Some effects of nutrition on growth and metabolism in the newborn infant
Whitfield, Michael Fort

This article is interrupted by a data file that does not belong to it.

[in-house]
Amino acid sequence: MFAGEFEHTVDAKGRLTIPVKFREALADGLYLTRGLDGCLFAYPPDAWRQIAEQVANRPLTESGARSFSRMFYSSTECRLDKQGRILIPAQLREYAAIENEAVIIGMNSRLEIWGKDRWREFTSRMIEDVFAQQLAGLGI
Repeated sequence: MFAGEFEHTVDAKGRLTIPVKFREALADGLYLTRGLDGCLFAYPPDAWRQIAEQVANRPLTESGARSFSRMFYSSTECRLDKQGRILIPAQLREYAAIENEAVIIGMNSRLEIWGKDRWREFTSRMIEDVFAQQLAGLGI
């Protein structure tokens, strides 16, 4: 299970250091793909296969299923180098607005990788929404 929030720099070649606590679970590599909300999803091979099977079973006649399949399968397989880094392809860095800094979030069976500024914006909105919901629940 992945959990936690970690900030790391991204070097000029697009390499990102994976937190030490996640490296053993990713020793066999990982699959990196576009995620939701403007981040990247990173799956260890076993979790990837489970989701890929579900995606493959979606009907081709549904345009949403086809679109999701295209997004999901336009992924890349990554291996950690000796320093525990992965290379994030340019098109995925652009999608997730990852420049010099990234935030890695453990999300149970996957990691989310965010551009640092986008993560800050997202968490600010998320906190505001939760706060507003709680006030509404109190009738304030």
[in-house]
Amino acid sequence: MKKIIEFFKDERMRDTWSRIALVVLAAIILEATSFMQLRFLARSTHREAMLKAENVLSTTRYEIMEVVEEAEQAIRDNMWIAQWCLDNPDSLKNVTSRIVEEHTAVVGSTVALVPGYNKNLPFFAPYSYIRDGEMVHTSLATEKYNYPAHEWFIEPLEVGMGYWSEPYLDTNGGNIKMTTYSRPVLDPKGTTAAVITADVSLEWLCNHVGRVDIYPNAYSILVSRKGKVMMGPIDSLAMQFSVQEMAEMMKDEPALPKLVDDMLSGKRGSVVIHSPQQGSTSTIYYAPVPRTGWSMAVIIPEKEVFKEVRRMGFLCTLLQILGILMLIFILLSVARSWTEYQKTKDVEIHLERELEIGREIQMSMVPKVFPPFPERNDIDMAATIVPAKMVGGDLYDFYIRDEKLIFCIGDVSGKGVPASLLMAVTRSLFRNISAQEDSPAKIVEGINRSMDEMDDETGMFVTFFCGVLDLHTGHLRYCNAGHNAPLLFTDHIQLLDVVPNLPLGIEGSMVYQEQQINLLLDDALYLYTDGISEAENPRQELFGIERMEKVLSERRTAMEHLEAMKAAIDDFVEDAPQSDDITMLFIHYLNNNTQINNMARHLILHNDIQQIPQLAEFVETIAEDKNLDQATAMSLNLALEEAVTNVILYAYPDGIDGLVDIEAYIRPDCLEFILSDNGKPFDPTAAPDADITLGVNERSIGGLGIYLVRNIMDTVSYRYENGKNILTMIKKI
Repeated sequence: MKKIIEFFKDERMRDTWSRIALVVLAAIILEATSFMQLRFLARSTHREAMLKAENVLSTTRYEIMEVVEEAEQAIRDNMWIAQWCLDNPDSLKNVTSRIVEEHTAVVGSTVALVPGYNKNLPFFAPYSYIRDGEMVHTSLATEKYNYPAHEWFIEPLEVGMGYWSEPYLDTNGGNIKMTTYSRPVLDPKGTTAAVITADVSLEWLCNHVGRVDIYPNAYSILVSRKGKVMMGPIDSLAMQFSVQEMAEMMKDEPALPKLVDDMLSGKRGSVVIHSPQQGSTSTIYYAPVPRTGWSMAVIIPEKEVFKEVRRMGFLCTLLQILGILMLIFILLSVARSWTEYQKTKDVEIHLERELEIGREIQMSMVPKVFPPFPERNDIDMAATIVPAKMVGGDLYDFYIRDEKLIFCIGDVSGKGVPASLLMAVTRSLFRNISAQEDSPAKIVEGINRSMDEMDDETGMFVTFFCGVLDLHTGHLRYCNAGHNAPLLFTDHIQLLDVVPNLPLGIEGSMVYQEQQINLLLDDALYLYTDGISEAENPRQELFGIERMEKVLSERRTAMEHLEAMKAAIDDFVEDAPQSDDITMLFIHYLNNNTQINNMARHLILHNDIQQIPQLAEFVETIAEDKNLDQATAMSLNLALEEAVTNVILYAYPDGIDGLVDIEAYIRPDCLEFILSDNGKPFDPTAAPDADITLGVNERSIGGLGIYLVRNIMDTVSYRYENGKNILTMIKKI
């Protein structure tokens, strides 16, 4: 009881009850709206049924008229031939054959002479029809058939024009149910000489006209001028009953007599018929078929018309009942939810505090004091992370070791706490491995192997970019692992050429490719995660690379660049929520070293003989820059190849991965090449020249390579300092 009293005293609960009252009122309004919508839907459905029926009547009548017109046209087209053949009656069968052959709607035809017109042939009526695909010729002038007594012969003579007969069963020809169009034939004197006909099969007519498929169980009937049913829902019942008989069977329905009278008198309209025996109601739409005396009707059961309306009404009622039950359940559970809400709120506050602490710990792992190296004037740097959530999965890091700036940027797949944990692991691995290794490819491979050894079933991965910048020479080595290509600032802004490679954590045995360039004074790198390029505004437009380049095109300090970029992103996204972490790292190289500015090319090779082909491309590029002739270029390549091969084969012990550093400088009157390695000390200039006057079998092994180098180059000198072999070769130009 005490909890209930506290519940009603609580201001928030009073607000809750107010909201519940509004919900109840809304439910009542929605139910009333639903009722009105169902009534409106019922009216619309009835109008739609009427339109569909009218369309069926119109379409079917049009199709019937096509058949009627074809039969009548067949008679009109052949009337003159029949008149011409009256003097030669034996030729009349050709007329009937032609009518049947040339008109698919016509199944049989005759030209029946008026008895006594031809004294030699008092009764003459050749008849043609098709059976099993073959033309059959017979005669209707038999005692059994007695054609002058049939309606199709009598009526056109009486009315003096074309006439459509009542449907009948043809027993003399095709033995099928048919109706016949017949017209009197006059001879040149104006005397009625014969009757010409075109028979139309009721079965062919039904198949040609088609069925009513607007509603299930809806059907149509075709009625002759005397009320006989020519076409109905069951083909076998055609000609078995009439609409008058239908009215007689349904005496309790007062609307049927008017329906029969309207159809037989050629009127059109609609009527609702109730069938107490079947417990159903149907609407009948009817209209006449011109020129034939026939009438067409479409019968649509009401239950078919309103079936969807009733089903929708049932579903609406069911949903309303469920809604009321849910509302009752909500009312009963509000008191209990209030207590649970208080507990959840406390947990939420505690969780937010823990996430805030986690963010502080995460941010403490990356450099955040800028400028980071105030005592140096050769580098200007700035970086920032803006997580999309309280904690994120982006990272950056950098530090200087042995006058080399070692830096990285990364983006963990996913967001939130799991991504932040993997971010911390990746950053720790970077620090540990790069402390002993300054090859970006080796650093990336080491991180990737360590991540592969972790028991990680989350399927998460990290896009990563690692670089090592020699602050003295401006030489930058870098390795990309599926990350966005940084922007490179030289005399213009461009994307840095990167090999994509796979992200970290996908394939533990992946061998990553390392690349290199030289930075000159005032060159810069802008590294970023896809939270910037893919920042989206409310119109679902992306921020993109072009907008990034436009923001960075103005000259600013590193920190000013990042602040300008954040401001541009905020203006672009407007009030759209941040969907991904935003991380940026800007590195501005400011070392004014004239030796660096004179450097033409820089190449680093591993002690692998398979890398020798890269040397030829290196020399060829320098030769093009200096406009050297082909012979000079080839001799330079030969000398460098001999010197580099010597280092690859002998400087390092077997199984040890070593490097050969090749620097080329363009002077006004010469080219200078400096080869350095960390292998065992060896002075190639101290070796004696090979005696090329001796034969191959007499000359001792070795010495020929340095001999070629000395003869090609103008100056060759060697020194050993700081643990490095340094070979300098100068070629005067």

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The literature of the history of feeding the low birth weight infant and parenteral nutrition in the newborn was reviewed. Ultra micro methods for the measurement of glucose, lactate, pyruvate, acetoacetate, 3-hydroxybutyrate, alanine and glycerol were described which make measurement of these substances using capillary blood samples possible, and permit longitudinal study of infants with nutritional problems. A study of test weighing in newborn infants demonstrated the inaccuracy of test weighing as a procedure for the determination of feed intake and the importance of the development of accurate baby scales for the measurement of body weight in low birth weight infants. No clear advantage for either continuous jejunal or intermittent gastric feeding was demonstrated in the first 3 weeks of life in a study of these enteral feeding methods in infants of 1.5 kg. or less at birth. If nasojejunal feeding was continued, a slower rate of growth ensued than that of infants fed gastrically. The significance and possible explanations for these observations was discussed. Metabolic studies of low birth weight infants fed continuously by the transpyloric or nasogastric route showed no differences in metabolic profile. Considerable fluctuations of the levels of hormones and metabolites took place despite the continuous infusion of milk. Continuous enteral feeding did not abolish hormone and metabolite fluctuations thought to be of significance in promoting optimal growth. A study of two alternative regimens of total parenteral nutrition in infants with surgical gastrointestinal problems showed that there were greater fluctuations in metabolite levels in infants receiving nutrients sequentially than in infants to whom the nutrients were given continously. Intrahepatic cholestasis occurred more frequently in infants on the sequential (intermittent) regimen but weight gain-was similar with the two regimens. The significance of these findings in relation to the current literature was discussed and conclusions drawn.